Tentative timetable has Tulo out 2-3 weeks

Blue Jays shortstop sidelined with cracked shoulder blade

Tentative timetable has Tulo out 2-3 weeks

NEW YORK -- The Blue Jays are "cautiously optimistic" that Troy Tulowitzki will be able to return from a crack in his left shoulder blade in approximately two to three weeks.

Tulowitzki cracked his scapula during a collision with Kevin Pillar in shallow center field Saturday afternoon. The tentative time frame likely would have the star shortstop back on the field just before the end of the regular season, but there's no guarantee that will actually happen.

Toronto won't definitively know whether Tulowitzki can make it back for at least another week. His progress will be closely monitored, and not only does the bone have to heal, but some internal bleeding has to subside and the muscles need to recover.

"I think there is a chance," Blue Jays general manager Alex Anthopoulos said Sunday morning. "Just talking to the doctors, they do think it is a little early to try to set a timetable on it.

"We'll know more in the next few days, but if they had to guess, and it really is only a guess at this point, could be two to three weeks and then he could be back for October. Hopefully we're playing at that time. That's really all we have, but we'll know more as the next few days come along."

The time frame for Tulowitzki's return is tentative at best because there aren't a lot of comparable situations. A cracked scapula is a very rare injury in baseball, and while the Blue Jays have begun doing research into the healing process, there isn't a lot of information to go on.

The injury is more common in football, and that's why the club's medical staff has already started to reach out to some organizations in the NFL. They intend to explore all treatment options, but more than anything else, a cracked scapula needs time to heal and even if Tulowitzki does return he's going to have to play through some pain.

Tulowitzki has heard all about the potential return date at the end of the month, but he's trying not to think about it for now. Instead, he'll remain with the club and try to remain as patient as possible while waiting for the healing process to start.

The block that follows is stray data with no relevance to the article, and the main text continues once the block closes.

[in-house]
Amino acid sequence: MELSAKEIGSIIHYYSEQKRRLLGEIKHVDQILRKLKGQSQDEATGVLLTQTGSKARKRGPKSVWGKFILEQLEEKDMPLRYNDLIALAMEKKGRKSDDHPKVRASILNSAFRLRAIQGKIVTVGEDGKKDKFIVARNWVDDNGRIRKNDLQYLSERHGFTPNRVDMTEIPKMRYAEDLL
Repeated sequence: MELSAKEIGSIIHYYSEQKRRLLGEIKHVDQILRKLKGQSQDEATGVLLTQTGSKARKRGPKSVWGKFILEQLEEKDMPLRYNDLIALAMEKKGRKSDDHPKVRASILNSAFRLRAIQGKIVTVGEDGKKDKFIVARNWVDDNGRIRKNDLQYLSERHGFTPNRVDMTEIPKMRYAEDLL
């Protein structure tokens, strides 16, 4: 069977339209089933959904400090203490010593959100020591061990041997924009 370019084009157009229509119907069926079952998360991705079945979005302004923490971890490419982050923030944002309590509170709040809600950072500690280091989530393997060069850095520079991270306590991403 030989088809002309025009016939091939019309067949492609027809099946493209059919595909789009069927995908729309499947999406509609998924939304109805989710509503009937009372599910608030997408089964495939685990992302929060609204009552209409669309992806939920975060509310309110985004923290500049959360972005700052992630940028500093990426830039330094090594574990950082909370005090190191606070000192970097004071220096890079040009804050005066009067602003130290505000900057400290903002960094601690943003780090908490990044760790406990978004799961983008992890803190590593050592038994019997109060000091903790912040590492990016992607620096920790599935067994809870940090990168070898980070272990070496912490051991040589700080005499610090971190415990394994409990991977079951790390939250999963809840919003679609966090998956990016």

"I don't want to put a time frame on myself because I know myself and if I do that, I'm going to be itching at the bit," Tulowitzki said. "If I do need that extra time, it would be wise for me to take it and wait until I'm 100 percent healthy. Time will tell everything. As we go on, we'll know where we are in the standings, we'll know how my body is feeling and then we can make some decisions."

The Blue Jays are expected to start Ryan Goins at shortstop and veteran Cliff Pennington at second base during Tulowitzki's absence. Infielder Darwin Barney was acquired from the Dodgers on Sunday morning to provide additional depth, but he will not be eligible for the postseason roster.

That would leave Munenori Kawasaki as the lone remaining option currently with the team who could fill in and also play in October if Toronto makes it to the postseason. If the club gets desperate, it could also look to its Minor League system and promote a player such as Jonathan Diaz.

This is the first time the new-look Blue Jays have been faced with this kind of crisis. Toronto entered play on Sunday with a 32-9 record since July 29, and everything was smooth sailing until the violent collision between Tulowitzki and Pillar during the second inning of Game 1 on Saturday.

"If you look back in history, all teams who won a World Series or made it deep into the playoffs, all faced adversity, whether guys missed time or things just didn't play out the way they thought it would," said Tulowitzki, who is hitting .232 with a .314 on-base percentage in 39 games for the Blue Jays. "That's part of the game. Hopefully, this will be something that just makes our story that much more special."

Gregor Chisholm is a reporter for MLB.com. Read his blog, North of the Border, follow him on Twitter @gregorMLB and Facebook, and listen to his podcast. This story was not subject to the approval of Major League Baseball or its clubs.